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Energy

Armstrong-led company spends big, snags million acres in NPR-A

  • Author: Elwood Brehmer
  • Updated: December 11, 2019
  • Published December 11, 2019

Bill Armstrong, seen in his Anchorage office in 2016, was the high bidder on some 1 million acres in the annual National Petroleum Reserve-Alaska lease sale on Dec 11. (Photo/Michael Dinneen/For the Journal)

The State of Alaska’s annual North Slope oil and gas lease sale held Wednesday morning was quieter than in recent years but that was partly offset by a spike in industry interest for lands in the federal National Petroleum Reserve-Alaska.

The state’s lease sales for near-shore Beaufort Sea acreage and broader onshore North Slope areas together garnered 69 bids from four groups totaling about $7.8 million in bonus bids, according to Division of Oil and Gas Director Tom Stokes.

North Slope bidding on state lands was dominated by Oil Search Alaska, which is developing the large Nanushuk oil project in the Pikka Unit. Oil Search won nearly 40 lease tracts primarily on the eastern portion of the Slope south of the Point Thomson gas field. The company spent as much as $276 per acre to secure the leases it sought.

The NPR-A lease sale put on by the Bureau of Land Management on Wednesday morning was dominated by North Slope Exploration LLC, a company formed by noted North Slope explorer Bill Armstrong of Denver, according to state business records.

Armstrong, through his namesake company Armstrong Oil and Gas, led the discovery of the Nanushuk oil formation in partnership with Spanish major Repsol six years ago before selling his stake in the Pikka Unit prospect to Oil Search for $850 million in a deal announced in late 2017.

The Nanushuk discovery has since sparked a boom in exploration on the North Slope with Oil Search and ConocoPhillips declaring finds with potential of more than 100,000 barrels per day each.

Overall, BLM received winning bids totaling $11.2 million on 92 tracts covering just more than 1 million acres in the eastern and central portions of the NPR-A, according to BLM Associate State Director Ted Murphy. Other than 2016, when companies spent $18.8 million on leases, it is the largest collective bid amount for an NPR-A lease sale since 2008.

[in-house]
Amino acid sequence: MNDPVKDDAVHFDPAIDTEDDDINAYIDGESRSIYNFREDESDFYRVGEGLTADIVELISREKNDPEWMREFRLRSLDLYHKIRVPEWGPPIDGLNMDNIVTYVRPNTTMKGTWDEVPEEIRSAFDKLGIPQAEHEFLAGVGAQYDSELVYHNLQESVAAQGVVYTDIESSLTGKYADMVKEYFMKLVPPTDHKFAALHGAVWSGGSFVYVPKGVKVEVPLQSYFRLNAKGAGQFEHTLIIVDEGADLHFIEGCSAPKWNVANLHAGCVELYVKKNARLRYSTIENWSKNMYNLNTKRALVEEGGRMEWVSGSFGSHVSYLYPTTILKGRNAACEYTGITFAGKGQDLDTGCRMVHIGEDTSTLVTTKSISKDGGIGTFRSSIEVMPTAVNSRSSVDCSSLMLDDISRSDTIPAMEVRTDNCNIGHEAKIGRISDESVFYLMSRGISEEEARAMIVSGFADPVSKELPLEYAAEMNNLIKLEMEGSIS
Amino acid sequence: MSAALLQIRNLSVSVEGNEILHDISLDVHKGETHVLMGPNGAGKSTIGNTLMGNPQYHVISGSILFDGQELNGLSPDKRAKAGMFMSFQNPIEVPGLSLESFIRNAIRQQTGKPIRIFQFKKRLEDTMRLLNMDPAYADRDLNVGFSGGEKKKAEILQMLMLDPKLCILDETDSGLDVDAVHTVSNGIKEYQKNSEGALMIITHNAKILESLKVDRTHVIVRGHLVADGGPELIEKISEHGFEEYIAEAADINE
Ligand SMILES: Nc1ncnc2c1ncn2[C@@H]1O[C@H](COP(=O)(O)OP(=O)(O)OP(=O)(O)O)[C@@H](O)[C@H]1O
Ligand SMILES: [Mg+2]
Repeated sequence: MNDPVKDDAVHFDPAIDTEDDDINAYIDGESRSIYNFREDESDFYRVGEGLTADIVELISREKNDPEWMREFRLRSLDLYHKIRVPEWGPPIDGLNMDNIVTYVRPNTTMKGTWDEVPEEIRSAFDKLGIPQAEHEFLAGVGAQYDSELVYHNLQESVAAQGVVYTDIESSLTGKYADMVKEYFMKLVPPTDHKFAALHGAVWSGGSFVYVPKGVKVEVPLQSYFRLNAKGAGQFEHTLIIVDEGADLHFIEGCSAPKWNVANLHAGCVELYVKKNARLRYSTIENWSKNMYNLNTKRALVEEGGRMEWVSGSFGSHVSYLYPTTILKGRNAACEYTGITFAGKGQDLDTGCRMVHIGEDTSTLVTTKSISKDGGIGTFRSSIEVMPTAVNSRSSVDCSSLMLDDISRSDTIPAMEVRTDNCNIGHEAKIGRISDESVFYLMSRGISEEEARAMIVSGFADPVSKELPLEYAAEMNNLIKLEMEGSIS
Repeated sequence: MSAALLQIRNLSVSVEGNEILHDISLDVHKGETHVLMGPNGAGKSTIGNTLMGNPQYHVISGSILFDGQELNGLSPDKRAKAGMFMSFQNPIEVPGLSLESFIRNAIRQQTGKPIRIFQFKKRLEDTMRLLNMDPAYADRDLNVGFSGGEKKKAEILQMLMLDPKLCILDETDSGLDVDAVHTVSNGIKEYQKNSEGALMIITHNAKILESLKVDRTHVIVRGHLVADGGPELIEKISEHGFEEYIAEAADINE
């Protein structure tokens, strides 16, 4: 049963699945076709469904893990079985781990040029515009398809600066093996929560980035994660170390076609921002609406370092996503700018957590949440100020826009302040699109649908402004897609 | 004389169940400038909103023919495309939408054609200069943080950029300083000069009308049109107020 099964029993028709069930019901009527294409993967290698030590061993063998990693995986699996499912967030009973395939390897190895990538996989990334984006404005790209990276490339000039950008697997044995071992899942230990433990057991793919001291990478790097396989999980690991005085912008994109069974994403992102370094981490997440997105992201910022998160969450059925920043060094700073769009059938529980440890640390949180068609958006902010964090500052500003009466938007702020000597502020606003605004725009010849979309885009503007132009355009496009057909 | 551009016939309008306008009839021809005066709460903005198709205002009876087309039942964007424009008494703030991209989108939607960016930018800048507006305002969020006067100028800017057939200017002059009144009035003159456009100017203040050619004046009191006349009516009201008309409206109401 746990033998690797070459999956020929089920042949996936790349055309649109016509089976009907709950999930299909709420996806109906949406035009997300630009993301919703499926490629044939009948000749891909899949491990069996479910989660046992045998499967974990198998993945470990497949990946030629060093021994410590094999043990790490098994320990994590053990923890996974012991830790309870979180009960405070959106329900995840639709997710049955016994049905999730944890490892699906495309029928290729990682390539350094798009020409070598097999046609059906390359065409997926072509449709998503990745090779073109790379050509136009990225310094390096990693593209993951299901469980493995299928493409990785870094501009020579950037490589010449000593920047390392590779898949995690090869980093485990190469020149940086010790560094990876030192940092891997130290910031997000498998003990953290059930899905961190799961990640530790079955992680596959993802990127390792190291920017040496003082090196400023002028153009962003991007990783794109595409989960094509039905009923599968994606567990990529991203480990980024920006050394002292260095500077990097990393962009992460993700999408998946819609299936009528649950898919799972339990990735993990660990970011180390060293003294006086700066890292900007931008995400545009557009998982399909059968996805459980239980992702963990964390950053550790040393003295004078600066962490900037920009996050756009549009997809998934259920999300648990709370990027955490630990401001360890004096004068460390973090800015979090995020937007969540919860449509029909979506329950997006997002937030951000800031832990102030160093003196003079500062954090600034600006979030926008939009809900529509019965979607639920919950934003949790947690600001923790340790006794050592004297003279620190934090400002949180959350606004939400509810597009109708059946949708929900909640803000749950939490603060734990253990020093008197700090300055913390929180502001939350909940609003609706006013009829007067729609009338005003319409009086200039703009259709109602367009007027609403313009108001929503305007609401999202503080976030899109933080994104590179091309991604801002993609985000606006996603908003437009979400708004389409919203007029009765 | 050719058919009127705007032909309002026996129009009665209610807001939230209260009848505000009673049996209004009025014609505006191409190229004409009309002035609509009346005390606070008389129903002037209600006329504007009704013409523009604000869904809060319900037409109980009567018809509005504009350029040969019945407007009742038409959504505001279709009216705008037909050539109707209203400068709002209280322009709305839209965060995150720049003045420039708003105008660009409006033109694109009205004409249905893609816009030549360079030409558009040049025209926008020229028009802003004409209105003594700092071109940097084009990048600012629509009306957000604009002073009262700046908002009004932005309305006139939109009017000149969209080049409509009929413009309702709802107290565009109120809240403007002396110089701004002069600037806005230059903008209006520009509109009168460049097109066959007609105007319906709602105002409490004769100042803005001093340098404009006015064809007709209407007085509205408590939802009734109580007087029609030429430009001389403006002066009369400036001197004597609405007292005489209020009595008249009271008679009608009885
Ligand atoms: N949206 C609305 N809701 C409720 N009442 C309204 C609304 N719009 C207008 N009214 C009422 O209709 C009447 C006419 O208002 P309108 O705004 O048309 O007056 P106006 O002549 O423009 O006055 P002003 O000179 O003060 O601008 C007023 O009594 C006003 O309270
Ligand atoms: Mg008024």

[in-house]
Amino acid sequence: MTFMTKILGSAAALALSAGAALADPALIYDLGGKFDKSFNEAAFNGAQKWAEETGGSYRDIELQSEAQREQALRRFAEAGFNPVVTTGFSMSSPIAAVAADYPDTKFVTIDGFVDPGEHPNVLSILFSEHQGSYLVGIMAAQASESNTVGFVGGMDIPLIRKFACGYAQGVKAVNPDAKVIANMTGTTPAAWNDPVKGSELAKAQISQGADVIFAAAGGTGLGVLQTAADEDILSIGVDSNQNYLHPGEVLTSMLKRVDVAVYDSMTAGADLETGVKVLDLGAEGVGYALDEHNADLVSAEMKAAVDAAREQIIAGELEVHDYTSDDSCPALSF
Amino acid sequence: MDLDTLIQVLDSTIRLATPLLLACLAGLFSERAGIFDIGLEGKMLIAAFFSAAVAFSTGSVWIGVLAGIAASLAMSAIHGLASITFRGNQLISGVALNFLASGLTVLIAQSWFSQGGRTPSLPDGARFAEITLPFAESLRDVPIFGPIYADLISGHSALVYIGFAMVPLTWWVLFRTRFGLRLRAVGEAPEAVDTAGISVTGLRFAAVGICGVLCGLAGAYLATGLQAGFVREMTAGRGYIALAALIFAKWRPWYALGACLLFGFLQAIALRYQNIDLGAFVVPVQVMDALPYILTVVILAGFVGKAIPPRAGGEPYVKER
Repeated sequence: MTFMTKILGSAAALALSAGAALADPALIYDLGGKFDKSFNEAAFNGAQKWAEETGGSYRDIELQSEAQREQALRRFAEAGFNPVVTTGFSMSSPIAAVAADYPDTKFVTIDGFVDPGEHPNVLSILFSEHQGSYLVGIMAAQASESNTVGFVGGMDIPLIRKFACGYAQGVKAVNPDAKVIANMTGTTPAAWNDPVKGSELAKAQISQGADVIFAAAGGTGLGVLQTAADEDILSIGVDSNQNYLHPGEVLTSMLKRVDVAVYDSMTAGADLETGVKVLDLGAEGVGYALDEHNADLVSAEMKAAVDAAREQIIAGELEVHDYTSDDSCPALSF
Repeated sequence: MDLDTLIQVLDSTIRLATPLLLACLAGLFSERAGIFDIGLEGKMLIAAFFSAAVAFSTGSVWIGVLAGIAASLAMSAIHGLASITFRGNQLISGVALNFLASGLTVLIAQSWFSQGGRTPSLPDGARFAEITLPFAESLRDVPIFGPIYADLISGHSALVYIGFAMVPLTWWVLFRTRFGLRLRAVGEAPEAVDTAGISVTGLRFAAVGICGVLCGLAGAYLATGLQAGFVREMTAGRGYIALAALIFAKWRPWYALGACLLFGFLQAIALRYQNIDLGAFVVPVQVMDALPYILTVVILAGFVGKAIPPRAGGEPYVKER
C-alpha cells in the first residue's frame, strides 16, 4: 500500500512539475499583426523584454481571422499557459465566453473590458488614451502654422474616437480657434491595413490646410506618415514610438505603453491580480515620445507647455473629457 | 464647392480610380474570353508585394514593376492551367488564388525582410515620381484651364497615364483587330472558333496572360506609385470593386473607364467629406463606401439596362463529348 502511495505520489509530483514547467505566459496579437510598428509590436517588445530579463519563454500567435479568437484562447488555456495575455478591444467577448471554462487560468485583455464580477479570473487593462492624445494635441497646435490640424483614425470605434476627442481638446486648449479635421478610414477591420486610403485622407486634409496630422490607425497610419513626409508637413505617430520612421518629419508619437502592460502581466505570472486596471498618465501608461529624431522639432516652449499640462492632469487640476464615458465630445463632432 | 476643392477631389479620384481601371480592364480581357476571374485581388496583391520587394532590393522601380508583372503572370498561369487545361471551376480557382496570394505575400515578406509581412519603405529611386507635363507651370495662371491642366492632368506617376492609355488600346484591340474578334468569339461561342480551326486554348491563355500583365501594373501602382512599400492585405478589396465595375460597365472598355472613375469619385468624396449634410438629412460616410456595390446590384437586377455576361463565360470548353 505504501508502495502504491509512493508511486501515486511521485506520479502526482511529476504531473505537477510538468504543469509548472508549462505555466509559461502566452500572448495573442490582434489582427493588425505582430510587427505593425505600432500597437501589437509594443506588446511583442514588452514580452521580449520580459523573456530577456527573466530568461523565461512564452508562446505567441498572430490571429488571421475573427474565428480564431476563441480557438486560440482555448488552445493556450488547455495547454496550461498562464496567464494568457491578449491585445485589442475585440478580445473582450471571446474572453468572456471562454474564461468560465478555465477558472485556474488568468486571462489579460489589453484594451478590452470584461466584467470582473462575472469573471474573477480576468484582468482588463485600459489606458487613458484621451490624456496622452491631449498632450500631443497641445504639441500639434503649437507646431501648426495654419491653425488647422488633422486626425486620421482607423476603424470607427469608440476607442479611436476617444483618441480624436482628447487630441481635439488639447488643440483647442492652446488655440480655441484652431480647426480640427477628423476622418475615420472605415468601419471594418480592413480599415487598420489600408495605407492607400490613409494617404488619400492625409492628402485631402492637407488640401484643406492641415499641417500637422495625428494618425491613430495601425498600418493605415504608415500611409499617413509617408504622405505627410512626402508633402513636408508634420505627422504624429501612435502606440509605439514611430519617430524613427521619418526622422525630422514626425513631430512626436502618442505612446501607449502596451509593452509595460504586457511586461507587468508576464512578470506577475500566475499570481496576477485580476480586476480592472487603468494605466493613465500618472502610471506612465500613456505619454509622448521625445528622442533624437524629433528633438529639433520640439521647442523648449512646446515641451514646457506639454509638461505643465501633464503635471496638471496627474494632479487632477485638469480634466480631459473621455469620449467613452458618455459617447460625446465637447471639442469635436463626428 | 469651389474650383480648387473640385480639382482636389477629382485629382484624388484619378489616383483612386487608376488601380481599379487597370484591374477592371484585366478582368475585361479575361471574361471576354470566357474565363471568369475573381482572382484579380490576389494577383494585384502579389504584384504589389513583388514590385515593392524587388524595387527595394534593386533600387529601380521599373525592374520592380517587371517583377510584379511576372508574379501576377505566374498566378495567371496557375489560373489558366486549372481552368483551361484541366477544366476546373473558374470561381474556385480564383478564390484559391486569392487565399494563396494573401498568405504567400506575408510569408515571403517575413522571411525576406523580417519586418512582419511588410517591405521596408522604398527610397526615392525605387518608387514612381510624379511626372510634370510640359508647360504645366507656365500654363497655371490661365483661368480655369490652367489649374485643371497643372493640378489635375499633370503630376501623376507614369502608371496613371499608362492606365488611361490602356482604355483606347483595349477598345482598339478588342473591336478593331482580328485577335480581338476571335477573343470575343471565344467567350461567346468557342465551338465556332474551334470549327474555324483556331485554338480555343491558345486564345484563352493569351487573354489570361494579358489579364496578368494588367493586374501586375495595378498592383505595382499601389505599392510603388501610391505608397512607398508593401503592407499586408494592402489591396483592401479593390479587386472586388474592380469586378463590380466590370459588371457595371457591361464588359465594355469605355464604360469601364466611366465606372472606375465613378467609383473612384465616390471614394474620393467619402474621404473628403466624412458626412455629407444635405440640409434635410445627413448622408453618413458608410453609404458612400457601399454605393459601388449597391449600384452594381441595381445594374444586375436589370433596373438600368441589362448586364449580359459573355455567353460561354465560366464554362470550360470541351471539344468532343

Murphy noted that half of the $11.2 million in bid revenue from the federal sale goes to the State of Alaska.

North Slope Exploration won 85 of the 92 tracts mostly in the central portion of the reserve that is available for leasing. The company’s continuous chunk of lease tracts totaling nearly 1 million acres butts up to the northeast portion of the reserve that is unavailable for leasing in favor of wildlife habitat protection under the current NPR-A Integrated Activity Plan.

BLM is currently going through the environmental impact statement process to amend the NPR-A land-use plan with the aim of opening more acreage in the 23 million-acre reserve for oil and gas leasing.

Great Bear Petroleum Ventures II LLC, a subsidiary of the Anchorage-based independent Great Bear Petroleum, also won 17 leases mostly in the central portion of the state-owned North Slope acreage.

Individuals Samuel Cade and Dan Donkel jointly won six leases in the state waters of Beaufort Sea and independent Narwhal LLC won seven Beaufort Sea leases.

Last year’s Beaufort Sea and North Slope oil and gas lease netted the state more than $28.1 million and other recent sale totals were in the $15 million to $20 million range. Stokes said that part of the reason this year’s sale was smaller is likely that most of the prospective acreage is already under lease.

He also noted that exploration activity including seismic surveys as well as drilling has ramped up across the Slope over the past few years.

Australian independent Emerald House LLC won four leases in the eastern part of the reserve and ConocoPhillips, which already has large lease holdings and several oil projects there bid on and won three leases near its current acreage.

Before the Wednesday bid opening, companies held 215 leases covering about 1.5 million acres in the reserve, according to Murphy.

Elwood Brehmer can be reached at elwood.brehmer@alaskajournal.com.

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